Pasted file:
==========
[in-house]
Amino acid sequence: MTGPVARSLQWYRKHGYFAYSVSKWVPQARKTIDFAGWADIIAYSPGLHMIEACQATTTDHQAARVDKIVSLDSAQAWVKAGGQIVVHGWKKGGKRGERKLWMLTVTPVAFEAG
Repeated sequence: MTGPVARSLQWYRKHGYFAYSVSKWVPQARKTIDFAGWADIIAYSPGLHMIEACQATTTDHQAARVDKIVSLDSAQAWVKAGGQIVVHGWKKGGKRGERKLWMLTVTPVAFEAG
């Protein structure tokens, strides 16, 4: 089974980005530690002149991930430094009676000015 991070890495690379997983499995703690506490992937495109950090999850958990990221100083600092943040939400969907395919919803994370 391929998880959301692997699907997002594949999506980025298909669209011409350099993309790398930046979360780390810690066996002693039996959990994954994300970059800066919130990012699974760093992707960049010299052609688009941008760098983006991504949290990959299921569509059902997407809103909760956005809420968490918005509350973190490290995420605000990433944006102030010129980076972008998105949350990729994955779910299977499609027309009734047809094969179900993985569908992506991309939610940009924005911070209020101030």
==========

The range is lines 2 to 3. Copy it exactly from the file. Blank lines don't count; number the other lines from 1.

Amino acid sequence: MTGPVARSLQWYRKHGYFAYSVSKWVPQARKTIDFAGWADIIAYSPGLHMIEACQATTTDHQAARVDKIVSLDSAQAWVKAGGQIVVHGWKKGGKRGERKLWMLTVTPVAFEAG
Repeated sequence: MTGPVARSLQWYRKHGYFAYSVSKWVPQARKTIDFAGWADIIAYSPGLHMIEACQATTTDHQAARVDKIVSLDSAQAWVKAGGQIVVHGWKKGGKRGERKLWMLTVTPVAFEAG